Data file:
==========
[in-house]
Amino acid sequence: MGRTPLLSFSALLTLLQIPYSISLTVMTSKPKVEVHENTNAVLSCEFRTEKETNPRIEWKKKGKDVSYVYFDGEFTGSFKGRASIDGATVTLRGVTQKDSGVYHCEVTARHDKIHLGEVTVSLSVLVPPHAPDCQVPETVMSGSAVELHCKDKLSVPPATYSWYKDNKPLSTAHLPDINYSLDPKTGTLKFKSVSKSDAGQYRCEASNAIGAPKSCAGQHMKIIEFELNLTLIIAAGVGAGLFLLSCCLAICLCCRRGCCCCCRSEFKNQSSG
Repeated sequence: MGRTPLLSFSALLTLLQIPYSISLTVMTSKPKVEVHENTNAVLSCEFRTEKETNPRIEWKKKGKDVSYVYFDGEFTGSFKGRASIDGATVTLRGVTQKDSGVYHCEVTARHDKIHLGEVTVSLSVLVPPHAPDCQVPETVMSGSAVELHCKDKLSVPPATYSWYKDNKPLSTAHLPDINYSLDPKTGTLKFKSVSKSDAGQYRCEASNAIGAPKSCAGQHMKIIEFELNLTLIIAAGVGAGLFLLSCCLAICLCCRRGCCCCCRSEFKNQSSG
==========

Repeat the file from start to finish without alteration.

[in-house]
Amino acid sequence: MGRTPLLSFSALLTLLQIPYSISLTVMTSKPKVEVHENTNAVLSCEFRTEKETNPRIEWKKKGKDVSYVYFDGEFTGSFKGRASIDGATVTLRGVTQKDSGVYHCEVTARHDKIHLGEVTVSLSVLVPPHAPDCQVPETVMSGSAVELHCKDKLSVPPATYSWYKDNKPLSTAHLPDINYSLDPKTGTLKFKSVSKSDAGQYRCEASNAIGAPKSCAGQHMKIIEFELNLTLIIAAGVGAGLFLLSCCLAICLCCRRGCCCCCRSEFKNQSSG
Repeated sequence: MGRTPLLSFSALLTLLQIPYSISLTVMTSKPKVEVHENTNAVLSCEFRTEKETNPRIEWKKKGKDVSYVYFDGEFTGSFKGRASIDGATVTLRGVTQKDSGVYHCEVTARHDKIHLGEVTVSLSVLVPPHAPDCQVPETVMSGSAVELHCKDKLSVPPATYSWYKDNKPLSTAHLPDINYSLDPKTGTLKFKSVSKSDAGQYRCEASNAIGAPKSCAGQHMKIIEFELNLTLIIAAGVGAGLFLLSCCLAICLCCRRGCCCCCRSEFKNQSSG